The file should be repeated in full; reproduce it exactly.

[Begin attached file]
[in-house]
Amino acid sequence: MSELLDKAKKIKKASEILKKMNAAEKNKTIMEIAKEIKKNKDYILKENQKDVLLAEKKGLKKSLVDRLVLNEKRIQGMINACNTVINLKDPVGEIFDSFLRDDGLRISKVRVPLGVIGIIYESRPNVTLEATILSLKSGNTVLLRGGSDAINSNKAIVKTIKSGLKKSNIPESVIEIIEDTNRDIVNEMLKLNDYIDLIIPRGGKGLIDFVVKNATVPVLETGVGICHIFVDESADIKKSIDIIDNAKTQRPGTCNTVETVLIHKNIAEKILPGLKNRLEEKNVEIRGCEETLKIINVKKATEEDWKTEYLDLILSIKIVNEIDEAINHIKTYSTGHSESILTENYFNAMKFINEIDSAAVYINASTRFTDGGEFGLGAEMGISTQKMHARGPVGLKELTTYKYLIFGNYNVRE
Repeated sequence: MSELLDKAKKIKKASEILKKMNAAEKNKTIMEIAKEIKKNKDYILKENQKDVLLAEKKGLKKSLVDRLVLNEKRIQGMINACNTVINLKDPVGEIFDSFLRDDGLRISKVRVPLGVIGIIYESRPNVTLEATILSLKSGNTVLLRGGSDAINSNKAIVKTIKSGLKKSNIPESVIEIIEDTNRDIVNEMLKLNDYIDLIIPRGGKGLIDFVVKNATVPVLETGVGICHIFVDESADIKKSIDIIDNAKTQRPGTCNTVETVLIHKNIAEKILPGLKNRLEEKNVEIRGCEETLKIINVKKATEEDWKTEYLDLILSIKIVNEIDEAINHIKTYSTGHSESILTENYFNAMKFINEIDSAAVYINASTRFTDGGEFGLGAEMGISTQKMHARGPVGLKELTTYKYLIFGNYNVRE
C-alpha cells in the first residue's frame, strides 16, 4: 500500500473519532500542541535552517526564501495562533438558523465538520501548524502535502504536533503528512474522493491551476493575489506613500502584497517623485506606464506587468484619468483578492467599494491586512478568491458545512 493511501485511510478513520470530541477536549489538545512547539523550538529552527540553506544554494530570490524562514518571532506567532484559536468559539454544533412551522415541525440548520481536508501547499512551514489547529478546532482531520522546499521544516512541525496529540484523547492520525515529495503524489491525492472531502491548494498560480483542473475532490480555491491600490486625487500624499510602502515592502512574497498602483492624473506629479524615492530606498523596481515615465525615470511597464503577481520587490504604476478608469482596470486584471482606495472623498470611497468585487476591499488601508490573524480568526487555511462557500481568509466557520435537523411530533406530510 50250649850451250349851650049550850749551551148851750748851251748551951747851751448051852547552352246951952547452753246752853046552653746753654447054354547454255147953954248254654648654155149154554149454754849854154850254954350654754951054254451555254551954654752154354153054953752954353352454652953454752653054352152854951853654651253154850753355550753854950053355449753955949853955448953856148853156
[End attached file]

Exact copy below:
[in-house]
Amino acid sequence: MSELLDKAKKIKKASEILKKMNAAEKNKTIMEIAKEIKKNKDYILKENQKDVLLAEKKGLKKSLVDRLVLNEKRIQGMINACNTVINLKDPVGEIFDSFLRDDGLRISKVRVPLGVIGIIYESRPNVTLEATILSLKSGNTVLLRGGSDAINSNKAIVKTIKSGLKKSNIPESVIEIIEDTNRDIVNEMLKLNDYIDLIIPRGGKGLIDFVVKNATVPVLETGVGICHIFVDESADIKKSIDIIDNAKTQRPGTCNTVETVLIHKNIAEKILPGLKNRLEEKNVEIRGCEETLKIINVKKATEEDWKTEYLDLILSIKIVNEIDEAINHIKTYSTGHSESILTENYFNAMKFINEIDSAAVYINASTRFTDGGEFGLGAEMGISTQKMHARGPVGLKELTTYKYLIFGNYNVRE
Repeated sequence: MSELLDKAKKIKKASEILKKMNAAEKNKTIMEIAKEIKKNKDYILKENQKDVLLAEKKGLKKSLVDRLVLNEKRIQGMINACNTVINLKDPVGEIFDSFLRDDGLRISKVRVPLGVIGIIYESRPNVTLEATILSLKSGNTVLLRGGSDAINSNKAIVKTIKSGLKKSNIPESVIEIIEDTNRDIVNEMLKLNDYIDLIIPRGGKGLIDFVVKNATVPVLETGVGICHIFVDESADIKKSIDIIDNAKTQRPGTCNTVETVLIHKNIAEKILPGLKNRLEEKNVEIRGCEETLKIINVKKATEEDWKTEYLDLILSIKIVNEIDEAINHIKTYSTGHSESILTENYFNAMKFINEIDSAAVYINASTRFTDGGEFGLGAEMGISTQKMHARGPVGLKELTTYKYLIFGNYNVRE
C-alpha cells in the first residue's frame, strides 16, 4: 500500500473519532500542541535552517526564501495562533438558523465538520501548524502535502504536533503528512474522493491551476493575489506613500502584497517623485506606464506587468484619468483578492467599494491586512478568491458545512 493511501485511510478513520470530541477536549489538545512547539523550538529552527540553506544554494530570490524562514518571532506567532484559536468559539454544533412551522415541525440548520481536508501547499512551514489547529478546532482531520522546499521544516512541525496529540484523547492520525515529495503524489491525492472531502491548494498560480483542473475532490480555491491600490486625487500624499510602502515592502512574497498602483492624473506629479524615492530606498523596481515615465525615470511597464503577481520587490504604476478608469482596470486584471482606495472623498470611497468585487476591499488601508490573524480568526487555511462557500481568509466557520435537523411530533406530510 50250649850451250349851650049550850749551551148851750748851251748551951747851751448051852547552352246951952547452753246752853046552653746753654447054354547454255147953954248254654648654155149154554149454754849854154850254954350654754951054254451555254551954654752154354153054953752954353352454652953454752653054352152854951853654651253154850753355550753854950053355449753955949853955448953856148853156